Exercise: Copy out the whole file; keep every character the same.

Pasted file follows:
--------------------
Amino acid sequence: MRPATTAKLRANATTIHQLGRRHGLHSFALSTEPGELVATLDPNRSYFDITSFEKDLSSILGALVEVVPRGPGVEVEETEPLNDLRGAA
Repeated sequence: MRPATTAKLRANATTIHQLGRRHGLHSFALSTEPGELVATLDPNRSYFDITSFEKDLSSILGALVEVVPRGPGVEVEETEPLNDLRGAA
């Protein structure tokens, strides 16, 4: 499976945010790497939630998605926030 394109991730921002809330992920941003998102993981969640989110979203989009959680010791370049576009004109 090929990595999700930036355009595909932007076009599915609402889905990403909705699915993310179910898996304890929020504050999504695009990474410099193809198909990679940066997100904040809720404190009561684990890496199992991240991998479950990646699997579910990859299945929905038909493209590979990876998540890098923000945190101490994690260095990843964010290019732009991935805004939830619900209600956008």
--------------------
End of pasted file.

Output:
Amino acid sequence: MRPATTAKLRANATTIHQLGRRHGLHSFALSTEPGELVATLDPNRSYFDITSFEKDLSSILGALVEVVPRGPGVEVEETEPLNDLRGAA
Repeated sequence: MRPATTAKLRANATTIHQLGRRHGLHSFALSTEPGELVATLDPNRSYFDITSFEKDLSSILGALVEVVPRGPGVEVEETEPLNDLRGAA
């Protein structure tokens, strides 16, 4: 499976945010790497939630998605926030 394109991730921002809330992920941003998102993981969640989110979203989009959680010791370049576009004109 090929990595999700930036355009595909932007076009599915609402889905990403909705699915993310179910898996304890929020504050999504695009990474410099193809198909990679940066997100904040809720404190009561684990890496199992991240991998479950990646699997579910990859299945929905038909493209590979990876998540890098923000945190101490994690260095990843964010290019732009991935805004939830619900209600956008």